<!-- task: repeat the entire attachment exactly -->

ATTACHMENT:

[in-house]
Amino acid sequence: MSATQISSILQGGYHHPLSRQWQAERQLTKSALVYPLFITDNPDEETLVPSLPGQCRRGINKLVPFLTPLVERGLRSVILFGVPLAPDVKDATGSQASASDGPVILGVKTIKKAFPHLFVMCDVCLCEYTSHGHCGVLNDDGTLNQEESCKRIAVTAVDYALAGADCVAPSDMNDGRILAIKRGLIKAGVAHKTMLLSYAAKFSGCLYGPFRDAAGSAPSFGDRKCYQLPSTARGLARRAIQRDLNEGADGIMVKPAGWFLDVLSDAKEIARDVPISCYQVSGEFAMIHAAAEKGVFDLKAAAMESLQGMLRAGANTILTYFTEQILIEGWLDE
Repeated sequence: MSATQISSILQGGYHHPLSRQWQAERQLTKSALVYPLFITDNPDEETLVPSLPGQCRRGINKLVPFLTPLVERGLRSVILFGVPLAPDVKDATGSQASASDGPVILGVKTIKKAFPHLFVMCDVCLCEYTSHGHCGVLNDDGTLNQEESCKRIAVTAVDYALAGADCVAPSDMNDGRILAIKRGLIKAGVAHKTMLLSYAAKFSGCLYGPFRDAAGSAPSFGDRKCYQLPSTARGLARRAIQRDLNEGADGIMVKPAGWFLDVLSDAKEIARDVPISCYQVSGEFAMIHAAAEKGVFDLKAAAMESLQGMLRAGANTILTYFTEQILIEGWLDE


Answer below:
[in-house]
Amino acid sequence: MSATQISSILQGGYHHPLSRQWQAERQLTKSALVYPLFITDNPDEETLVPSLPGQCRRGINKLVPFLTPLVERGLRSVILFGVPLAPDVKDATGSQASASDGPVILGVKTIKKAFPHLFVMCDVCLCEYTSHGHCGVLNDDGTLNQEESCKRIAVTAVDYALAGADCVAPSDMNDGRILAIKRGLIKAGVAHKTMLLSYAAKFSGCLYGPFRDAAGSAPSFGDRKCYQLPSTARGLARRAIQRDLNEGADGIMVKPAGWFLDVLSDAKEIARDVPISCYQVSGEFAMIHAAAEKGVFDLKAAAMESLQGMLRAGANTILTYFTEQILIEGWLDE
Repeated sequence: MSATQISSILQGGYHHPLSRQWQAERQLTKSALVYPLFITDNPDEETLVPSLPGQCRRGINKLVPFLTPLVERGLRSVILFGVPLAPDVKDATGSQASASDGPVILGVKTIKKAFPHLFVMCDVCLCEYTSHGHCGVLNDDGTLNQEESCKRIAVTAVDYALAGADCVAPSDMNDGRILAIKRGLIKAGVAHKTMLLSYAAKFSGCLYGPFRDAAGSAPSFGDRKCYQLPSTARGLARRAIQRDLNEGADGIMVKPAGWFLDVLSDAKEIARDVPISCYQVSGEFAMIHAAAEKGVFDLKAAAMESLQGMLRAGANTILTYFTEQILIEGWLDE